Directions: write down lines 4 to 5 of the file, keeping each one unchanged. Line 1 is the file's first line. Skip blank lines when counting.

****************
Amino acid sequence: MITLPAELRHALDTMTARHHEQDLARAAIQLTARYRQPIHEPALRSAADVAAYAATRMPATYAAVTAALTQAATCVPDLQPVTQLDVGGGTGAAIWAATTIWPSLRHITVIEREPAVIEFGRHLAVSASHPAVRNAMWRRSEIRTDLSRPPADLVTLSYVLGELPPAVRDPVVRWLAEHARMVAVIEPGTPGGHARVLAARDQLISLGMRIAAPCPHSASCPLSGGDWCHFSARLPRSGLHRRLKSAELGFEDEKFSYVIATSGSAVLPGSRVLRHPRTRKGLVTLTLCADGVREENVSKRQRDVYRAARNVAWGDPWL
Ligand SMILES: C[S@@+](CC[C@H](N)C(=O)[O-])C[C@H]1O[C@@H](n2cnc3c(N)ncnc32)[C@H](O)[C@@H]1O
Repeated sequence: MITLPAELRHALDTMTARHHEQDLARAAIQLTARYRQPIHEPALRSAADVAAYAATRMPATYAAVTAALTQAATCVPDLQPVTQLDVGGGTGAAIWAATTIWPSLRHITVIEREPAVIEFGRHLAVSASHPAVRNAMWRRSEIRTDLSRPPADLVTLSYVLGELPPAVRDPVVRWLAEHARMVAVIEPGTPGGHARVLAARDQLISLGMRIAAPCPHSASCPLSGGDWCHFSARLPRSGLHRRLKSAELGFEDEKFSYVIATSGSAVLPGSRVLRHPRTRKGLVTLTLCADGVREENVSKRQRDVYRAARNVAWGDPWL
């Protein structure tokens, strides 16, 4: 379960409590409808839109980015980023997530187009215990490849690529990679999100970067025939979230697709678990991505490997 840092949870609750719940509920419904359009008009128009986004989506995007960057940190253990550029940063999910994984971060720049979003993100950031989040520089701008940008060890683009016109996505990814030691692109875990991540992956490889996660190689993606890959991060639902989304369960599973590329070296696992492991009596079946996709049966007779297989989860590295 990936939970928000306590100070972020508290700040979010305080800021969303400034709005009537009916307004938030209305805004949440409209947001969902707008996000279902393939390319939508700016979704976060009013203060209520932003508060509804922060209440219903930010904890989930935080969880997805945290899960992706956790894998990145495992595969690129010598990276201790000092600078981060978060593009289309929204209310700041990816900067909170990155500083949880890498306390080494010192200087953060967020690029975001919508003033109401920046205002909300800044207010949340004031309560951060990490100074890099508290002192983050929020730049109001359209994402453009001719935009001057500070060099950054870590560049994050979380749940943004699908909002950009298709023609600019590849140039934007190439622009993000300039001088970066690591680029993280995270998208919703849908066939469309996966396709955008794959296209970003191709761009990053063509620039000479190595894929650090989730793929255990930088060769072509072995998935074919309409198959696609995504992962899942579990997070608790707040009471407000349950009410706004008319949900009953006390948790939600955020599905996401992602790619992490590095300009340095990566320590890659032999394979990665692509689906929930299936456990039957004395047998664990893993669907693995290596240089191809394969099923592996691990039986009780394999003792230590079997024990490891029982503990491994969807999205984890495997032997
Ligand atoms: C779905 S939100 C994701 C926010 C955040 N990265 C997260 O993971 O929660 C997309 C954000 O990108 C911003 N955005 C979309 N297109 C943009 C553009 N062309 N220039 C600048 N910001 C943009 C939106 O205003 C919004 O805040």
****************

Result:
């Protein structure tokens, strides 16, 4: 379960409590409808839109980015980023997530187009215990490849690529990679999100970067025939979230697709678990991505490997 840092949870609750719940509920419904359009008009128009986004989506995007960057940190253990550029940063999910994984971060720049979003993100950031989040520089701008940008060890683009016109996505990814030691692109875990991540992956490889996660190689993606890959991060639902989304369960599973590329070296696992492991009596079946996709049966007779297989989860590295 990936939970928000306590100070972020508290700040979010305080800021969303400034709005009537009916307004938030209305805004949440409209947001969902707008996000279902393939390319939508700016979704976060009013203060209520932003508060509804922060209440219903930010904890989930935080969880997805945290899960992706956790894998990145495992595969690129010598990276201790000092600078981060978060593009289309929204209310700041990816900067909170990155500083949880890498306390080494010192200087953060967020690029975001919508003033109401920046205002909300800044207010949340004031309560951060990490100074890099508290002192983050929020730049109001359209994402453009001719935009001057500070060099950054870590560049994050979380749940943004699908909002950009298709023609600019590849140039934007190439622009993000300039001088970066690591680029993280995270998208919703849908066939469309996966396709955008794959296209970003191709761009990053063509620039000479190595894929650090989730793929255990930088060769072509072995998935074919309409198959696609995504992962899942579990997070608790707040009471407000349950009410706004008319949900009953006390948790939600955020599905996401992602790619992490590095300009340095990566320590890659032999394979990665692509689906929930299936456990039957004395047998664990893993669907693995290596240089191809394969099923592996691990039986009780394999003792230590079997024990490891029982503990491994969807999205984890495997032997
Ligand atoms: C779905 S939100 C994701 C926010 C955040 N990265 C997260 O993971 O929660 C997309 C954000 O990108 C911003 N955005 C979309 N297109 C943009 C553009 N062309 N220039 C600048 N910001 C943009 C939106 O205003 C919004 O805040």